Nic Turinski, founder of Chronic2Wear.
Nic Turinski is a Lyme disease survivor of more than 30 years who is dedicated to sharing his story and spreading positivity through his clothing company, Chronic2wear.
Through his designs, Turinski is channeling the “negative energy and emotions from suffering into the positive actions of creating joy and humor, “ he says.
What is Lyme Disease?
Lyme disease is an infectious disease caused by the bacteria Borrelia burgdorferi. A simple tick bite from an infected black-legged or deer tick can transmit B. burgdorferi to humans. The tick becomes diseased after feeding on infected animals.
Healthline states that “a tick has to be present on the skin for at least 36 hours to transmit the infection.”
Some people may experience symptoms within a day of being bitten. Others, however, could go long before getting any symptoms appear, and as a result, remain untreated.
The Center for Disease Control and Prevention (CDC) informs that “if left untreated, the infection can spread to joints, the heart, and the nervous system.”
Some of the most common symptoms of untreated Lyme disease include a rash, fever, headaches, joint and muscle pain, inflammation, trouble sleep, heart palpitations, and more, according to the CDC.
How was Turkinski Infected?
Turinski was an avid athlete and an outdoorsy kid into his teen years. He told Emerald that he contracted Lyme when he was six or seven. But his symptoms lay dormant for more than 10 years.
Then, “I got really, really sick when I was like 18 or 19,” he explains.
Turinski was bitten by a single tick that carried three types of infections: B. burgdorferi, Bartonella, and Babesia.
B. burgdorferi, the first type of infection, is the name of the pathogen that causes Lyme disease. According to research in the Journal of Parasitol Research, ticks located in the Northeastern U.S. carry both B. burgdorferi and Babesia — the second type of infection Turinski contracted.
The third type of infection is Bartonella. The CDC informs that Bartonella is also referred to as Carrión’s disease, and only occurs in the Andes Mountains.
As a child, Turinski and his family would visit Wisconsin, which is east of the Rockies, every summer. Years and years later, when doctors diagnosed Turinski with Lyme, his doctor deduced that the strain he had was from that region because the symptoms were more neurologically based.
The Challenges he Faced
Turinski tells Emerald that “a lot of times, it’ll just lay dormant. It will lay dormant until trauma weakens you and then it’ll basically just decimate you. That’s what it did with me.”
Doctor’s diagnosed Turinski’s mom with Schizophrenia when he was only 14 years old. From then on, he started to spiral and became stressed and anxious, so Lyme disease slowly began to take effect.
Turinski was completely bedridden from the disease for two years of his life, 23 and a half hours per day. He only had his caregivers around for a few hours each day, so he was in solitude for a majority of the time.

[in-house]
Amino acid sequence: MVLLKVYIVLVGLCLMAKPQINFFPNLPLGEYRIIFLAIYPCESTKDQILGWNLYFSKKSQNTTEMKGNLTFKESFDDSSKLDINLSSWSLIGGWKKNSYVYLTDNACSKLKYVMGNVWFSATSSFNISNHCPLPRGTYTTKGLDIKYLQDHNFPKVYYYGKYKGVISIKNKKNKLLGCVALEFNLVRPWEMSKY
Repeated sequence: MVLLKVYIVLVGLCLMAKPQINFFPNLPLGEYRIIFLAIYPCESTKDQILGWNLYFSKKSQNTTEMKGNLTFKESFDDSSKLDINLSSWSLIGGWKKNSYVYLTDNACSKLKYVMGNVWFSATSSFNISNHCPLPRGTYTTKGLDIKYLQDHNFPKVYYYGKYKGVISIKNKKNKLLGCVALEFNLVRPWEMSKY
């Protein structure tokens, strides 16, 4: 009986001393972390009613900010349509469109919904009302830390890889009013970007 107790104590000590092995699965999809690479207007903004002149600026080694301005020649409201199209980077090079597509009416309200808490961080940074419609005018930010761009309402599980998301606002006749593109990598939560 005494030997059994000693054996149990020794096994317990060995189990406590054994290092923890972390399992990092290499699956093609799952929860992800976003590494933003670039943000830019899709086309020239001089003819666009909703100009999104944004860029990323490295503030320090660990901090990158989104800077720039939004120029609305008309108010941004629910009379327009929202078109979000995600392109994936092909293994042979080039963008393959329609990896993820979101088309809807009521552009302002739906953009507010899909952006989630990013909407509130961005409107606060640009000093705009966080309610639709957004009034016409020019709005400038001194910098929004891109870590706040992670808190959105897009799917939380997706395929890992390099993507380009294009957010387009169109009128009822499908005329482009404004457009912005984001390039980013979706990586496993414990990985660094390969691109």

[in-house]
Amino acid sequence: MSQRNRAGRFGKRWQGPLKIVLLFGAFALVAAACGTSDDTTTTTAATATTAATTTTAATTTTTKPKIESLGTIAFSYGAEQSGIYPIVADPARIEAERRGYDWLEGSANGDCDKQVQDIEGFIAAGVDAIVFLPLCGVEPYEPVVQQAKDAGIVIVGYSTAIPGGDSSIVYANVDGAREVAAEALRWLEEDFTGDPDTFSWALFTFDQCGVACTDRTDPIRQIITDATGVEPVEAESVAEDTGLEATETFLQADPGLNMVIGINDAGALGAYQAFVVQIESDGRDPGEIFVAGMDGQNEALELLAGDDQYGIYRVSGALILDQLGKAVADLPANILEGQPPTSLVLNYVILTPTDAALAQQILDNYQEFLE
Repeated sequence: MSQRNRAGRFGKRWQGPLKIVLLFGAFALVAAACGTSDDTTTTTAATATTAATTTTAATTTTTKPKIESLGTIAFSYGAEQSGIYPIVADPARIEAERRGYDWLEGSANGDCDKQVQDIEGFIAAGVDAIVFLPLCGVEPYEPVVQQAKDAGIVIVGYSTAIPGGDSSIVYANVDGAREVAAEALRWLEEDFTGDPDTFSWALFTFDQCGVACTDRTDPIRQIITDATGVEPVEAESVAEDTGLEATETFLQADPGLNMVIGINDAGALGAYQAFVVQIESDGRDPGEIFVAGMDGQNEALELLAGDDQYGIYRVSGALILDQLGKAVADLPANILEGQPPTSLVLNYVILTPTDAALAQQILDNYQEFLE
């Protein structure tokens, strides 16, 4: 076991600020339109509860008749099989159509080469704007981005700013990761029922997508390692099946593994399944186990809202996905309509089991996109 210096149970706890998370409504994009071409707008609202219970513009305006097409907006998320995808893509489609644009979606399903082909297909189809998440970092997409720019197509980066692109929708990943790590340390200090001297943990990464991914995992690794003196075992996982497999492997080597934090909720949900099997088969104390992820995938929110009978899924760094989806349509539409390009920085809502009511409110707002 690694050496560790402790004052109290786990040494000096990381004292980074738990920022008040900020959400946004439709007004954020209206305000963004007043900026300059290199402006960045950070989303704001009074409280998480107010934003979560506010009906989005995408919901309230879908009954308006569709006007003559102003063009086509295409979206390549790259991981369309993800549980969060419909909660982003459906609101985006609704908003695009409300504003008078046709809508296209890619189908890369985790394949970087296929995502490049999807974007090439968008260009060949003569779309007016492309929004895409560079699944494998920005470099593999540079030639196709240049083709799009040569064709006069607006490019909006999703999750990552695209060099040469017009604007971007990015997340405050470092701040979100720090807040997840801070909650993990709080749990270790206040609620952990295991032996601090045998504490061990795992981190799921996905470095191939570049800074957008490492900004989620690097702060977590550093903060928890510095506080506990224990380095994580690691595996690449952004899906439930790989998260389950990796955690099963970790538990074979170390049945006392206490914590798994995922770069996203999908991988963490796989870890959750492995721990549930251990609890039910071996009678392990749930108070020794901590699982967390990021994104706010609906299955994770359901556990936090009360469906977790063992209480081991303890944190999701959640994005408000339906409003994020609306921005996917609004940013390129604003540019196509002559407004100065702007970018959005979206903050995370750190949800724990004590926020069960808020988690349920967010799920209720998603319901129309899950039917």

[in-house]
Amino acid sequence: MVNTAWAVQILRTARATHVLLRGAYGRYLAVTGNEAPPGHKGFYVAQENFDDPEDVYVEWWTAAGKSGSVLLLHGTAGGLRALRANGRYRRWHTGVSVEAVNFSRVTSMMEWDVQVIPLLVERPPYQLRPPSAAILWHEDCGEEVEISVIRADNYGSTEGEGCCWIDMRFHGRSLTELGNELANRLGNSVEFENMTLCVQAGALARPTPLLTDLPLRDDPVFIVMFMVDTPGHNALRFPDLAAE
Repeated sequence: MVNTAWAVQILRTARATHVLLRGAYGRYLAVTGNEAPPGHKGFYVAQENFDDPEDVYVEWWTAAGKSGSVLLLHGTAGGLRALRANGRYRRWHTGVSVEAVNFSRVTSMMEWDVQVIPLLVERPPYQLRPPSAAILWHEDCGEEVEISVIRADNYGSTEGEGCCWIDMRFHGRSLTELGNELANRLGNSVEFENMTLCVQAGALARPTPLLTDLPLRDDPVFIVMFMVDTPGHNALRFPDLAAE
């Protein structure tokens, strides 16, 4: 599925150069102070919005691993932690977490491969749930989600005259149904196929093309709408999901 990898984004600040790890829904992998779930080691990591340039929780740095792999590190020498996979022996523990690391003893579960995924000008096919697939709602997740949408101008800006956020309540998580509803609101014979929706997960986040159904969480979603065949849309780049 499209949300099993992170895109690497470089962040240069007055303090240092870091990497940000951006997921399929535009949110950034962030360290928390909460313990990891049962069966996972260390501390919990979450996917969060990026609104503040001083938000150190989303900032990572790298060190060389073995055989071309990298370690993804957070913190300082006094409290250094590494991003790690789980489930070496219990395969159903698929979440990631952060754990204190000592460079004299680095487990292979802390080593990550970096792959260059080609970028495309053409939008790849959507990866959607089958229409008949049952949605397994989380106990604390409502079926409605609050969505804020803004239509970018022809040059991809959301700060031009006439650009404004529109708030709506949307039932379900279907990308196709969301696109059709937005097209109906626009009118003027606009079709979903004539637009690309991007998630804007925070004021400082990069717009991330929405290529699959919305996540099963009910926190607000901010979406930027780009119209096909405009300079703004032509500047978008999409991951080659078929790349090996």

Turinski explained that one of his biggest challenges was losing his freedom. “I basically went from dunking a basketball to, like, I couldn’t get off my couch.”
Additionally, he began having convulsions several times per day that lasted up to 50 minutes.
According to a study published in Case Reports in Neurological Medicine, Borrelia can cause neurological complications including convulsions.
Turinski says that loud noises and stress trigger the convulsions. Thankfully, he has figured out solutions to less convulsion fits in the past few years.
Healing with Cannabis
Turinski’s doctors prescribed certain medications for the effects of the disease, including pain pills. He was on opiates for three months and didn’t like it at all.
As of now, Turinski only takes baclofen — a muscle relaxant — for his muscle spasms, and antibiotics. Other than that, he uses cannabis to help with symptoms of Lyme, including pain.
Turinski says “I’ve always believed cannabis is a magical plant.” He has always advocated for cannabis and disagrees with a dry herb being illegal. Since he is in a wheelchair, he looks to plant for relief because he can be sitting there for hours without moving.
“I take Kind Mother Botanicals tincture accompanied out of Eugene, Oregon; [it’s] sun grown in the Southern Valley Oregon. They hooked me up with RSO on both those products which are highly advantageous by symptom to help out my pain, my anxiety.”
Turinski tells Emerald, “I see challenges as opportunities.” He motivates others to “follow their inner compass” in decision-making. He doesn’t think that laws should define or limit people and their aspirations.
He finds like-mindedness in fellow cannabis industry members, who share a fondness for the counterculture, he explains. “I’m a misfit myself. I love aligning with other misfits. And, as I said, people that are willing to march to their own drum.”
“Losing the ability to live without fear of convulsion fits,” he says, is one of the biggest challenges he’s faced. “But for me, the bigger the challenge, the bigger the opportunity. […] It’s the biggest opportunity ever to practice patience, humility, and gratitude,” he explains.
In order to help spread joy to other cannabis users worldwide, he started the clothing company, Chronic2wear. The canna-centric attire features cartoons doing activities such as meditating or smoking a blunt to channel positive energy into the lives of others.
The clothing options range from printed leggings and shoes to tie-dye T-shirts. His love for the plant and the playful, humorous manner of cartoons inspire his designs.
“Gratitude every day is a blessing,” says Turinski. “If you gave me a healthy body right now, but an unhealthy spirit or my current body and mind and spirit, I’ll take my current path any day of the week because, without peace of mind, there’s nothing.”